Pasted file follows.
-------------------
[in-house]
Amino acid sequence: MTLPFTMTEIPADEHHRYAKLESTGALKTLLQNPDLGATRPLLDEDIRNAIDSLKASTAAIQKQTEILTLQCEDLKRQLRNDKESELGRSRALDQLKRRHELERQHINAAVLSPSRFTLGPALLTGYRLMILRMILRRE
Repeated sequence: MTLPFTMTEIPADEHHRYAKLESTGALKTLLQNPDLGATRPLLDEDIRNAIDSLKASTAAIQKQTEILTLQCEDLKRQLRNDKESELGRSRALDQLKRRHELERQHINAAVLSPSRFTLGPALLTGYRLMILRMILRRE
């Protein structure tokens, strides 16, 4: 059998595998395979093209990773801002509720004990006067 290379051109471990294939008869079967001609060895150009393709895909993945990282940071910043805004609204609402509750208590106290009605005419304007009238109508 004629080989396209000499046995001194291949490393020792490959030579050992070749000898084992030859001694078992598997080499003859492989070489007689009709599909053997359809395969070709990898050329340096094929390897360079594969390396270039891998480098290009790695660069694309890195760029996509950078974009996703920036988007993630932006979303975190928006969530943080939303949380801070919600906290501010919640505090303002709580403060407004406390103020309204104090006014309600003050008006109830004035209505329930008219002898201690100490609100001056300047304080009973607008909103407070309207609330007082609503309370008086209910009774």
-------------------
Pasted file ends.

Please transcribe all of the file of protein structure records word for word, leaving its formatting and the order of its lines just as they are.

[in-house]
Amino acid sequence: MTLPFTMTEIPADEHHRYAKLESTGALKTLLQNPDLGATRPLLDEDIRNAIDSLKASTAAIQKQTEILTLQCEDLKRQLRNDKESELGRSRALDQLKRRHELERQHINAAVLSPSRFTLGPALLTGYRLMILRMILRRE
Repeated sequence: MTLPFTMTEIPADEHHRYAKLESTGALKTLLQNPDLGATRPLLDEDIRNAIDSLKASTAAIQKQTEILTLQCEDLKRQLRNDKESELGRSRALDQLKRRHELERQHINAAVLSPSRFTLGPALLTGYRLMILRMILRRE
């Protein structure tokens, strides 16, 4: 059998595998395979093209990773801002509720004990006067 290379051109471990294939008869079967001609060895150009393709895909993945990282940071910043805004609204609402509750208590106290009605005419304007009238109508 004629080989396209000499046995001194291949490393020792490959030579050992070749000898084992030859001694078992598997080499003859492989070489007689009709599909053997359809395969070709990898050329340096094929390897360079594969390396270039891998480098290009790695660069694309890195760029996509950078974009996703920036988007993630932006979303975190928006969530943080939303949380801070919600906290501010919640505090303002709580403060407004406390103020309204104090006014309600003050008006109830004035209505329930008219002898201690100490609100001056300047304080009973607008909103407070309207609330007082609503309370008086209910009774």